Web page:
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POPULAR SCIENCE £o MECHANICS
CAR MAKES 300 MILES AN HOUR
V MILE BACHELET.a Franco-American electrical engineer, has announced an entirely new discovery in the field of electrical science that is believed to forecast a revolution in the high-speed transmission of mail and express matter and passengers.
He has built a small model of a railroad car made of aluminum and steel, which although without wheels or internal machinery, moves forward at practically any speed the inventor desires. The exact means of propelling it are held secret by the inventor. A speed of three hundred miles an hour is said to be easily attained.
The aluminum base of the car was one
half an inch from the surface of the rail during each of its trips over the thirtyone-foot section of track. This was accomplished, the inventor explained, through the following means:
First, by raising and sustaining the car by means of electro-magnetic repulsion: Second, by causing the car so sustained to move laterally, at will, with great speed by means of electro-magnetic attraction; Third, by overcoming gravity while these
forces are operative, there being little friction except that of the atmosphere.
Cylindrical coils of wire
with solenoids (practically large charged magnets) furnish the magnetic lateral force, leading an amateur scientist to remark that M. Bachelet had "harnessed magnetism."
Between the two lower rails are "levitating coils." As the car passes, the force in these levitating coils repulses the aluminum base of the vehicle, raising it one-half inch in the air.
The car is given direction by "brushes" which slide along in grooves in the lower rails. There is also an upper rail somewhat similar to the overhead feed wire above the trolley tracks. At each end, the car, in passing along, comes into contact with the solenoids.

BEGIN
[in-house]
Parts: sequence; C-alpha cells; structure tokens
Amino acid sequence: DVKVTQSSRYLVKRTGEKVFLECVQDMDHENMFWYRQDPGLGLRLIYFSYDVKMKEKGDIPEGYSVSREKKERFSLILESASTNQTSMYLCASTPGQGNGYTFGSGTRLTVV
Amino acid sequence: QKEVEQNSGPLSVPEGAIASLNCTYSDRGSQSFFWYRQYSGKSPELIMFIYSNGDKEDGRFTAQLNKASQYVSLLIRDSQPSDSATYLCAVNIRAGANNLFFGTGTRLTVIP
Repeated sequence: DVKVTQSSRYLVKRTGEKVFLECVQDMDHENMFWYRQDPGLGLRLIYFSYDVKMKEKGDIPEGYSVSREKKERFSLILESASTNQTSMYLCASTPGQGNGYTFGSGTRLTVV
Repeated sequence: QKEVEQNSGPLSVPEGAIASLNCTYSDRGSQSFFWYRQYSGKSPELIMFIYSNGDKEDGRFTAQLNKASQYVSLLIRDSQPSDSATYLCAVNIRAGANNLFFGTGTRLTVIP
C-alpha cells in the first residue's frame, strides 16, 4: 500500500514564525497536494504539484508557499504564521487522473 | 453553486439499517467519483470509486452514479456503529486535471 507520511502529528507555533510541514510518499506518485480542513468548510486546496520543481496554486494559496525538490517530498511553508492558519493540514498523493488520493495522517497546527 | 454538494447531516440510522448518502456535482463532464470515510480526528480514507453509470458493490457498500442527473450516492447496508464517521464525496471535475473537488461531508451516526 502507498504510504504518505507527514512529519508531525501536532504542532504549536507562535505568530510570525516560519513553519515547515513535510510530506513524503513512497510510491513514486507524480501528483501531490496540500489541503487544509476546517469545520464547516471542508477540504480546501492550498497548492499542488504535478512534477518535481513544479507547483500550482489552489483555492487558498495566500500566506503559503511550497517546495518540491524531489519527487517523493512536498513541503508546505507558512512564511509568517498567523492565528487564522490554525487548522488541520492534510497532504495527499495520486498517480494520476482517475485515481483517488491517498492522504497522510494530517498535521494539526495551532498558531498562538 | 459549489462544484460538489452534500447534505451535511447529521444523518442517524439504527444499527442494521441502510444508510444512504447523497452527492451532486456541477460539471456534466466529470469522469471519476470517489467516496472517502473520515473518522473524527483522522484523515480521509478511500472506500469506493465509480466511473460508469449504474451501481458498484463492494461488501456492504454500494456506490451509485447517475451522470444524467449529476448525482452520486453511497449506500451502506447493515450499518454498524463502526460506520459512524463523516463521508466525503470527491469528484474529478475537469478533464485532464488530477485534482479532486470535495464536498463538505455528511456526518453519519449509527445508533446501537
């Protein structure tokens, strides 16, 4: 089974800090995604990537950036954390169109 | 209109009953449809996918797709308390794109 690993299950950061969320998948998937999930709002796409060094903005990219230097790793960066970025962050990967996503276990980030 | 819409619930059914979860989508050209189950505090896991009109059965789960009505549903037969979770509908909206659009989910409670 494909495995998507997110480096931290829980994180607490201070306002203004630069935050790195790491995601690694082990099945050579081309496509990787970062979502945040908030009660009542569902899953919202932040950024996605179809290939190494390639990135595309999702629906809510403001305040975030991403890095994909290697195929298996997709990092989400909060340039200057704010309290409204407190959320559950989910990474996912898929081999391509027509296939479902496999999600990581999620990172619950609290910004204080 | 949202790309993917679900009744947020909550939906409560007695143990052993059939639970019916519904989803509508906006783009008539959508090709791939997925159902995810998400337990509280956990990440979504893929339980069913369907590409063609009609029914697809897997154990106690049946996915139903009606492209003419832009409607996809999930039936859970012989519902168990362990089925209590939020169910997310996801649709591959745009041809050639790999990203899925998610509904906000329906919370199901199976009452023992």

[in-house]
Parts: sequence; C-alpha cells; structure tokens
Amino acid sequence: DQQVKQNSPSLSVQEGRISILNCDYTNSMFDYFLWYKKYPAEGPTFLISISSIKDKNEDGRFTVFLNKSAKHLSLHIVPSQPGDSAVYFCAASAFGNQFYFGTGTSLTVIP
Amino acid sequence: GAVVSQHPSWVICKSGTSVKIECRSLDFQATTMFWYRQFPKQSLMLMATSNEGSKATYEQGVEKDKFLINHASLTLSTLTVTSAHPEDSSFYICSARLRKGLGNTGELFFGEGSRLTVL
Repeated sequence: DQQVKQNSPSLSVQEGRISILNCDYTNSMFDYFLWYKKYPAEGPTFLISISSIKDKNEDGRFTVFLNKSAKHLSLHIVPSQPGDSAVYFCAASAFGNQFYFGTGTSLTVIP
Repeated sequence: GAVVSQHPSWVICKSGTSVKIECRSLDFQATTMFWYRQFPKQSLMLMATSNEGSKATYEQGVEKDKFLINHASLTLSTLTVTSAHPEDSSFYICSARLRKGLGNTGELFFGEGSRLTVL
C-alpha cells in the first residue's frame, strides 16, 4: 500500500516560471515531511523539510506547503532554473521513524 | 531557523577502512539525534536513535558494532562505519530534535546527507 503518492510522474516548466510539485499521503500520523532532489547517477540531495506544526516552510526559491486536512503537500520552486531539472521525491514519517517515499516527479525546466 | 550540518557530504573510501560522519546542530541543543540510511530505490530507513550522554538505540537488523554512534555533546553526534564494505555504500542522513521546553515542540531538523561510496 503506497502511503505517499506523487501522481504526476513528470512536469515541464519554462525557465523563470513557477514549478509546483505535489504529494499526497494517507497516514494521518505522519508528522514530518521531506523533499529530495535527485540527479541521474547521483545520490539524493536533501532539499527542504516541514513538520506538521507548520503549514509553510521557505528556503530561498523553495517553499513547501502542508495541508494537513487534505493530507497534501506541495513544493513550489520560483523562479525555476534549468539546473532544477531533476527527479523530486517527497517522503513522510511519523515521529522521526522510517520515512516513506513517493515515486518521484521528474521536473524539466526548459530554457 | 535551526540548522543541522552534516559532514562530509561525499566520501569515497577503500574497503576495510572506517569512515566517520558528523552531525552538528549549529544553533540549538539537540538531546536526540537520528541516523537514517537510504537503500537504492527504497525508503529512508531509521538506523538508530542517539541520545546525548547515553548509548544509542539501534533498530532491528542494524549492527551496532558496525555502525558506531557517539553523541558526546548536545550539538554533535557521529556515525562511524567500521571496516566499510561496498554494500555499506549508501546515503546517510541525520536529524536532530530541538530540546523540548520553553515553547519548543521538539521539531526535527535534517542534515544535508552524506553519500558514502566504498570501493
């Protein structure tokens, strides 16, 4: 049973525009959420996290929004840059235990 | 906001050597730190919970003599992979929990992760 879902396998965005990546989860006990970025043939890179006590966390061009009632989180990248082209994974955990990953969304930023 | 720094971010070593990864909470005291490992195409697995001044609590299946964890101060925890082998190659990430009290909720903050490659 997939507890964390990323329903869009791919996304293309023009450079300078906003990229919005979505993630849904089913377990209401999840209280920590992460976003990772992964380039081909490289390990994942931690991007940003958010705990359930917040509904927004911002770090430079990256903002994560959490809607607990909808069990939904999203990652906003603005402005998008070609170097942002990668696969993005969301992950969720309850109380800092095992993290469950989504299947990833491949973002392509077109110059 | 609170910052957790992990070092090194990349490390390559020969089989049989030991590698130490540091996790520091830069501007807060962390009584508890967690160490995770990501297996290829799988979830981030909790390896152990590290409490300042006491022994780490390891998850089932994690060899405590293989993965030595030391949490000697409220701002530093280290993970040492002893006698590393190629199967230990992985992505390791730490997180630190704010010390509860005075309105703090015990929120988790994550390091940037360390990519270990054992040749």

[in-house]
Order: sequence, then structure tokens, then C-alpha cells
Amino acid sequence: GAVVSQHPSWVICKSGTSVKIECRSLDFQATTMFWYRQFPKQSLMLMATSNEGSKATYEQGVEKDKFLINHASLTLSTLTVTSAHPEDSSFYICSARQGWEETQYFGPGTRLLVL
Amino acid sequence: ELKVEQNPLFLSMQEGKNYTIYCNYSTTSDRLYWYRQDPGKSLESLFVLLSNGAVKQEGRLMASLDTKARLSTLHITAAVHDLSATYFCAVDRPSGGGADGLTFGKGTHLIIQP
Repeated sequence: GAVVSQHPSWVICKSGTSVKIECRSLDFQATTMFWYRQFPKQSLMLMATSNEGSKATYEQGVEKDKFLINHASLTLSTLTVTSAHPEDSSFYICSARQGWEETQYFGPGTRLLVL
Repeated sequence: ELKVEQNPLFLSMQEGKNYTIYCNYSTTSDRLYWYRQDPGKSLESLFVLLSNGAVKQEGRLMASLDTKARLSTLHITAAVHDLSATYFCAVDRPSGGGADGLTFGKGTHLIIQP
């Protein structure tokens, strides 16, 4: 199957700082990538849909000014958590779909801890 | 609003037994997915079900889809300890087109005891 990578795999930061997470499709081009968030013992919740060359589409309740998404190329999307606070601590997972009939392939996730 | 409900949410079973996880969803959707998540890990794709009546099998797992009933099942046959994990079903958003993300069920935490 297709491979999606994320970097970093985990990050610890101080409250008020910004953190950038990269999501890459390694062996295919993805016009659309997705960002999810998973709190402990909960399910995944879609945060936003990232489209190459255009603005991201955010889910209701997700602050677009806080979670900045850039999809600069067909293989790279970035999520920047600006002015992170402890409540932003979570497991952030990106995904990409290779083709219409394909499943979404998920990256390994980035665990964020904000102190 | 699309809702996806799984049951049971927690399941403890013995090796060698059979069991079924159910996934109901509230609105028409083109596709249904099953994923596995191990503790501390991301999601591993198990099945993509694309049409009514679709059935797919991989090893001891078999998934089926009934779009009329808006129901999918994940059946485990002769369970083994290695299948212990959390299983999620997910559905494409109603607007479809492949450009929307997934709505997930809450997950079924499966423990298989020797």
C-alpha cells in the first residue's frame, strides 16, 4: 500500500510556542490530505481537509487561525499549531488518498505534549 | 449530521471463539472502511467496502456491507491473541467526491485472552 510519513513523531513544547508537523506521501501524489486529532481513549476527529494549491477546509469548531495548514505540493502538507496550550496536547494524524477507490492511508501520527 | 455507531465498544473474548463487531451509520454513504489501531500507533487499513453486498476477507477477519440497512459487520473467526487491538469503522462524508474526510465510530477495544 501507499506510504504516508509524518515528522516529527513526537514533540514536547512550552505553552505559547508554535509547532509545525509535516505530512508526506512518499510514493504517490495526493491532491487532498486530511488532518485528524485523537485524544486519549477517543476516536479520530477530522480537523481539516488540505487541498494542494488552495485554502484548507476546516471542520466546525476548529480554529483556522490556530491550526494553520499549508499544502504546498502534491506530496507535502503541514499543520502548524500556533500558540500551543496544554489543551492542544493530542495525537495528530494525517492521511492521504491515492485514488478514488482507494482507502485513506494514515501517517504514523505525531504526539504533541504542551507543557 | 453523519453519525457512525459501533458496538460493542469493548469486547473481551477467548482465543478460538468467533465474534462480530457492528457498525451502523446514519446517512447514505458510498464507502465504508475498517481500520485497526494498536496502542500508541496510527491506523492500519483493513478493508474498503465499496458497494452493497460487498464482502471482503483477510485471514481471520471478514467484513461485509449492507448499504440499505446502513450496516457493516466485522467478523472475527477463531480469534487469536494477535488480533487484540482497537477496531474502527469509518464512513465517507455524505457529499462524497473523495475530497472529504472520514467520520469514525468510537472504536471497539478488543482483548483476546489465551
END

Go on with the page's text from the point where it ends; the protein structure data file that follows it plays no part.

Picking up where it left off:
It is by means of the brushes that the current is automatically cut off after the car has passed over that particular section of the track.
The model car used weighed forty pounds. To work the coils sufficiently to raise the car one-half inch from the track. 220 volts were found to be required for the purpose.
"I believe that a speed of 1,000 miles an hour for passenger trains is not beyond the range of possibility," said M. Bachelet. "That is because there is practically no friction."
PYTHON FLESH FOR
""THIS python was captured by some Chinese farmers in the hills near Foochow, in southern China. They beat it to death with hoes and clubs and then brought it to Foochow, where they sold it for four dollars, Mexican currency, or less than two dollars gold. The American who bought the snake wanted only the skin, so the Chinese kept the flesh and sold it again to some native doctors who use it in their practice. The Chinese have great faith in both the oil and Mesh of snakes to cure diseases. This large snake, however, is not so highly valued for medicine as the smaller varieties. These are especially prized by the native physicians, who are evidently far behind the Western nations in the theory and practice of the healing arts.
This individual was thirteen feet one inch long, with a circumference of fifteen inches, and weighed 107 pounds. This species has no fangs but kills its prey, as do all pythons, by encircling it and crushing it to death. Although a fairly large specimen of a snake, others of still greater size have been killed near Foochow.
This building represents the last word in the construction of heaven-towering skyscrapers. The task of the workmen looks extremely hazardous. Think, however, of the photographer who was obliged, in order to secure this series of magnificent pictures, to place himself above these men, at a still more perilous altitude.
So long as great buildings must be reared, men must jeopardize tbeir lives. In spite of various safety appliances that have been introduced in later years, the numerous perils to the structural steel-worker's safety have diminished but very little. As in the past, he must take his life in his hands.
Going To Lunch By A Short Routk.
These workmen jauntily lake their lives in their hands,
confident of their ability to look out for
their own safety.